Michael Andersen blogs for The Green Lane Project, a PeopleForBikes program that helps U.S. cities build better bike lanes to create low-stress streets.
Eight years ago, Portland Bicycle Coordinator Roger Geller wrote one of the most influential pieces of modern American bike-planning theory when he divided the potential transportation bikers in his city into four distinct groups:
It was an antidote to one of the most common and dubious ways people think about about bicycling: by dividing the world into “cyclists” and “non-cyclists.” Because of course that’s not how things really work. People are constantly choosing whether to use a bicycle for a trip; the fact that most Americans choose not to isn’t so much about their fundamental nature but about their culture, their resources, and their streets.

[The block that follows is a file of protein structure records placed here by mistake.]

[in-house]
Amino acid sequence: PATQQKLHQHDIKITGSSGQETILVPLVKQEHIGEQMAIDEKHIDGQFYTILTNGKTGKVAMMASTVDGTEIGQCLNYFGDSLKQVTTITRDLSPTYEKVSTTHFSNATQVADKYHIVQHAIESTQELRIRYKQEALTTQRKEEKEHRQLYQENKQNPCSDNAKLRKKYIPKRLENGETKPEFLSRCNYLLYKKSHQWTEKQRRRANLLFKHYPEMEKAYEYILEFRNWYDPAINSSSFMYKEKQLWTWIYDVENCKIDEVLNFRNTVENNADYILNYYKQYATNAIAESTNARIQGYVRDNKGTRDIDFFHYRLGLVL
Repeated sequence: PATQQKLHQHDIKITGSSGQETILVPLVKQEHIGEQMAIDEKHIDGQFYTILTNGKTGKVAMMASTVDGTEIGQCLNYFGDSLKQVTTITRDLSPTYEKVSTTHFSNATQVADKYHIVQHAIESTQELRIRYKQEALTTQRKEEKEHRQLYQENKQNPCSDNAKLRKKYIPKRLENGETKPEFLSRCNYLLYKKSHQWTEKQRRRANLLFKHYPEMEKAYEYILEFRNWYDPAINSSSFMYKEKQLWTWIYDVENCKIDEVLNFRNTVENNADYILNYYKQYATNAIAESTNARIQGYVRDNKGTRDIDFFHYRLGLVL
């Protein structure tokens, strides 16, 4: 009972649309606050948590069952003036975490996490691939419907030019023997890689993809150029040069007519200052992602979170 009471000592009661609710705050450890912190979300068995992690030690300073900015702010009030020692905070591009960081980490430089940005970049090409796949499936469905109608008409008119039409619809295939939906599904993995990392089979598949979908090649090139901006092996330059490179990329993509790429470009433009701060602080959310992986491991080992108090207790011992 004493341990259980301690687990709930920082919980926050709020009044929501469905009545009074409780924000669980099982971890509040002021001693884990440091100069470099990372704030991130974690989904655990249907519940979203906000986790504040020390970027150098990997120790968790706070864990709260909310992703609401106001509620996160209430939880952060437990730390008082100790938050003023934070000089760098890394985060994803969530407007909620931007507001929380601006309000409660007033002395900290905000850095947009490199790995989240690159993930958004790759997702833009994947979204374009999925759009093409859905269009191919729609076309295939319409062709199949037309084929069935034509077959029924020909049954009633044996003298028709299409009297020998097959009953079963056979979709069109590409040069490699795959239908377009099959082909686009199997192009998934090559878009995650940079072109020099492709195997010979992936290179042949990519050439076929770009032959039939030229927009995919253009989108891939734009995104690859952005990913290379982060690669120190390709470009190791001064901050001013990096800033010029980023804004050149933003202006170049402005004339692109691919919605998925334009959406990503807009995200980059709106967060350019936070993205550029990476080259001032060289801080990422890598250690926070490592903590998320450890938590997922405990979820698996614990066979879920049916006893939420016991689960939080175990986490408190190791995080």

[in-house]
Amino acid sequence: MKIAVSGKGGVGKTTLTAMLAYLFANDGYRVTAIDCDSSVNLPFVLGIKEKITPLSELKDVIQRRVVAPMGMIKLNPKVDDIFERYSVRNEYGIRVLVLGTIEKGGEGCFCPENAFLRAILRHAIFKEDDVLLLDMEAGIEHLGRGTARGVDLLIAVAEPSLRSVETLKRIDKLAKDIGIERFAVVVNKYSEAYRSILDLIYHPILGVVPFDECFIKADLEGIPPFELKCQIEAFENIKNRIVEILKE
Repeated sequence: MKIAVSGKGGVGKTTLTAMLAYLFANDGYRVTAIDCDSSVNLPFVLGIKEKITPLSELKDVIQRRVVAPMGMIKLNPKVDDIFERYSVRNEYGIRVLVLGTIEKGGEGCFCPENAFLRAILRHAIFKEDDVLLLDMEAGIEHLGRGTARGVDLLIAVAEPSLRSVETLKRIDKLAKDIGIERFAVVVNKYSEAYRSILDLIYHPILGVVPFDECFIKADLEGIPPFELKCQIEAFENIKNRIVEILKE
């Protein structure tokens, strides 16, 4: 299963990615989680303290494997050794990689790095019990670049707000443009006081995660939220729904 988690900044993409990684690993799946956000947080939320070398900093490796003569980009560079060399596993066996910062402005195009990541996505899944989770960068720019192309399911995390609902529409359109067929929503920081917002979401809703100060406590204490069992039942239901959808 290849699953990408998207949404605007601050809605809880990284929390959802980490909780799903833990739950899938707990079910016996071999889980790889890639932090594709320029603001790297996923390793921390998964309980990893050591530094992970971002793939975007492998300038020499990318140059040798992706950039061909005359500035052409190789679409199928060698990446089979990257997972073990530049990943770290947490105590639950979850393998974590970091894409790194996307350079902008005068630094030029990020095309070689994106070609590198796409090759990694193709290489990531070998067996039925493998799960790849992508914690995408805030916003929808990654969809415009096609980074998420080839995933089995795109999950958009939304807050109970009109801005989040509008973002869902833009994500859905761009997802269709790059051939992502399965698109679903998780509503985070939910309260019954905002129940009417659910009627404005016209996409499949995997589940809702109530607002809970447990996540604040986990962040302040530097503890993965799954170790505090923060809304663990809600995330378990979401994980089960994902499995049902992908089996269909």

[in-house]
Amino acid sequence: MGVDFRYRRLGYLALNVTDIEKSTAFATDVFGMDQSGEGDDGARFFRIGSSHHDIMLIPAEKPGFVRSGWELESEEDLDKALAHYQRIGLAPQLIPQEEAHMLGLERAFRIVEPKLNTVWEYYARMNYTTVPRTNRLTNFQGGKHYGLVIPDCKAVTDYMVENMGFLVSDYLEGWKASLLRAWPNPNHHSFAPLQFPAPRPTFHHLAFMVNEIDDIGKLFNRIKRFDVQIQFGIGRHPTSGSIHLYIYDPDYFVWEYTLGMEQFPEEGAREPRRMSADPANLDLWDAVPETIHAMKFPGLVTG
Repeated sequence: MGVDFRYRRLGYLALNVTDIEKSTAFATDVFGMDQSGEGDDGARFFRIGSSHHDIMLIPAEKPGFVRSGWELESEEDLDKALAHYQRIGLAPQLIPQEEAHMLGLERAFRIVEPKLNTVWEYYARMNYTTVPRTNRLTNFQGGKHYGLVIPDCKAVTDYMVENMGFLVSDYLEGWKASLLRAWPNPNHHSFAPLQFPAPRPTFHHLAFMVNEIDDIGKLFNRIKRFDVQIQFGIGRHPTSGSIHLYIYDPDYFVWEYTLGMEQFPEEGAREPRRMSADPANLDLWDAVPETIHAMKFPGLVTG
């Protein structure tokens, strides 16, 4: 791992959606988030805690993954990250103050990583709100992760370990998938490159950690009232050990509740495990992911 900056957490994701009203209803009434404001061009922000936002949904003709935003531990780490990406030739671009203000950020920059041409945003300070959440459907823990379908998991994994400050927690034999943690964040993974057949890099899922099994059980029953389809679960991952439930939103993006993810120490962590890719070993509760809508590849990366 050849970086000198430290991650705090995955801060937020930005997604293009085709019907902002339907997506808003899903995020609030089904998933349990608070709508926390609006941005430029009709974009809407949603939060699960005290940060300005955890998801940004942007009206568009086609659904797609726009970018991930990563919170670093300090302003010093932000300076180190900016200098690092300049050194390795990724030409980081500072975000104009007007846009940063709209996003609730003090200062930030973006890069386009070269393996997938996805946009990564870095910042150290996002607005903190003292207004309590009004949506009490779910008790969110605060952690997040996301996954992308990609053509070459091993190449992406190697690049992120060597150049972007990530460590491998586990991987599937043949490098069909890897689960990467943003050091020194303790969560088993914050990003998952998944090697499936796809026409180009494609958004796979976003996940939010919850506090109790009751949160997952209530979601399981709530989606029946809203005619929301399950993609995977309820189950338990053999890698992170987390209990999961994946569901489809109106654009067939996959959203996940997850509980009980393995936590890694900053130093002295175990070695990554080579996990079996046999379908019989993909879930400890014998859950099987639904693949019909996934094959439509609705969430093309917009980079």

Geller was just spitballing with the percentages displayed above, but they were more or less validated by subsequent academic research. And though this framework didn’t capture everything — dangerous traffic is far from the only barrier to bicycling — it was a new, deeply useful way of thinking and talking about the ways infrastructure affects our choices.
Here at Green Lane Project HQ, Geller’s concept has been a major force behind our work helping cities build protected bike lanes.
But like Bob Edmiston of Seattle Neighborhood Greenways, who has created a useful riff on the concept with a character called Wendy (“the willing but wary cyclist”), we think these phrases are sort of a mouthful for people outside the world of bike pros. And we also think they don’t fully capture how much is at stake on our city streets.
So we’ve been looking for a new way to capture the concept.